A case being heard at the Mombasa High Court has the potential to shake up the relationship between county and national governments over the control of key economic institutions and the very foundations of Kenya’s Constitution.
The case, filed by three petitioners, takes the fight for the control of the port of Mombasa from the political arena to the corridors of the law, and its outcome could have ramifications for devolution.
Under the Constitution, key institutions like ports, railways, airports and waterways, as well as natural resources, are regarded as national assets, leaving counties to manage some classes of roads and markets. The case in Mombasa seeks to review this arrangement and will be keenly followed by other counties hosting major State-owned companies like East African Portland Company (Kajiado), Kenya Meat Commission (Machakos), hydropower plants in various counties, and sugar companies in Western and Nyanza.
The High Court is expected to rule on whether the petition, which seeks to have the Mombasa County government allowed to manage and operate the port, will be referred to the Chief Justice to constitute a five-judge bench to hear it. Justice Eric Ogola said on Tuesday he will deliver the ruling on July 24.
EMPLOYS 7,000 PEOPLE
Were the petition to succeed, the county government of Mombasa would take over management and operations of the port, which employs 7,000 people and generated Sh38 billion in revenue last year from handling goods traded between East Africa, the Great Lakes region and the rest of the world.
The petitioners, William Ramogi, Asha Omar and Gerald Kiti, through their lawyer Nyambura Kihoro, say the case is important for the regulation, management and operations at the port of Mombasa. “The petition is complex in nature and raises matters that are of public interest and of national importance,” said Ms Kihoro.
The petitioners have sued the Attorney-General, the Cabinet Secretary in charge of Transport and Infrastructure, Kenya Ports Authority, and Kenya Railways Corporation. All of them did not oppose the application to have the CJ constitute a five-judge bench.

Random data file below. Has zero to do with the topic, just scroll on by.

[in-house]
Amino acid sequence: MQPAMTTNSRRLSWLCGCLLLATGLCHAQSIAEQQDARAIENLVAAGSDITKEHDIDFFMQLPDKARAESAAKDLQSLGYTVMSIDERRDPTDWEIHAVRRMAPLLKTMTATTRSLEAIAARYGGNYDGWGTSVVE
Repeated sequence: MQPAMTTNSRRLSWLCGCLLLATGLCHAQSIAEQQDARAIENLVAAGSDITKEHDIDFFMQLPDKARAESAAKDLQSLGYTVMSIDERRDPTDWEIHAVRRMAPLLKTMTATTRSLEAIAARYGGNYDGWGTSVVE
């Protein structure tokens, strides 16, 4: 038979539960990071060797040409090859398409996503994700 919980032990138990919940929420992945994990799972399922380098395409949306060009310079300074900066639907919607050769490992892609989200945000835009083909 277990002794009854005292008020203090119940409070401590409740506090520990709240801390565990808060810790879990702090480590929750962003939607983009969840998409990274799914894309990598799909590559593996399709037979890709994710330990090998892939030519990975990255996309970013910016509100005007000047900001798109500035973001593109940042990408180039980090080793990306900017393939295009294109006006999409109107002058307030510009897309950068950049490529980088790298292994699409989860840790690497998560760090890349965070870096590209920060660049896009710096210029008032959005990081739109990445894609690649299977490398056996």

The petitioners want an order that the national government only regulates the port, leaving the county to manage its operations.
They contend that the county government, under the Constitution, is vested with powers to manage local transport, including harbours, but excluding the regulation of international and national shipping.
They argue that maritime navigation, which is reserved for the national government, ends once a ship docks at the port.
“It is a violation of the Constitution for the national government not to have devolved the function of managing and operation of harbours in relation to transport to the county government,” the three argue in their petition.
Major ports across the world, they say, are owned and controlled by port city municipalities or states in which they are located. According to the petitioners, KPA and KR have entered into an agreement which obligates them to ensure a set volume of cargo is transported via the Standard Gauge Railway (SGR) to the Embakasi Inland Container Depot (ICD).
“As a result, the freight and the cargo handling activities ... have been transferred from Mombasa to KPA’s Embakasi ICD,” they say.
There has been intense fight for the control of the port of Mombasa with the Kenya Ports Authority recording a high turnover of chief executives.
Since 1979, the parastatal has had 13 managing directors, seven of whom were sacked, three resigned while four finished their terms.
Mr Jonathan Mturi (February 1980-September 1984), Mr Phillip Okundi (September 1984-January 1993) and Mr Brown Ondego (December 1999-January 2006) completed their terms.
Mr John Gituma, who was deputy director-general before being made the first KPA MD, served from November 1979 to February 1980, then retired.
He took charge from Mr Gichiri Ndua in 2016. Mr Ndua replaced Mr James Mulewa.
Previously, Mr Abdalla Mwaruwa was the MD.
Other former KPA MDs were Mr Joseph Munene, Mr Lennyrod Mwangola, Mr Simeon Mkalla, Mr Albert Mumba and Mr Robert Brenneisen who served as executive chairman.
The first woman MD, Ms Catherine Mturi-Wairi, resigned two months ago.
Dr Daniel Manduku was appointed acting MD following Ms Wairi’s exit.
KPA, which is regarded as one of the biggest and most lucrative parastatals, has 7,000 employees.
It was established through an Act of Parliament in January 1978 with its main mandate being to manage the Port of Mombasa and several small ports along the country’s coastline.
The Port of Mombasa, which is one of the largest ports along the East African coast, also operates inland container depots in Kisumu, Embakasi and Eldoret.
According to its Financial Report for the year ended June 2016, it made Sh10 billion profits before tax compared to the performance target of Sh7 billion.
Its revenue stands at close to Sh40 billion.
There have been calls from present and past Coast politicians for appointments of MD from the Coast.
The current KPA chairman is General (Rtd) Joseph Kibwana.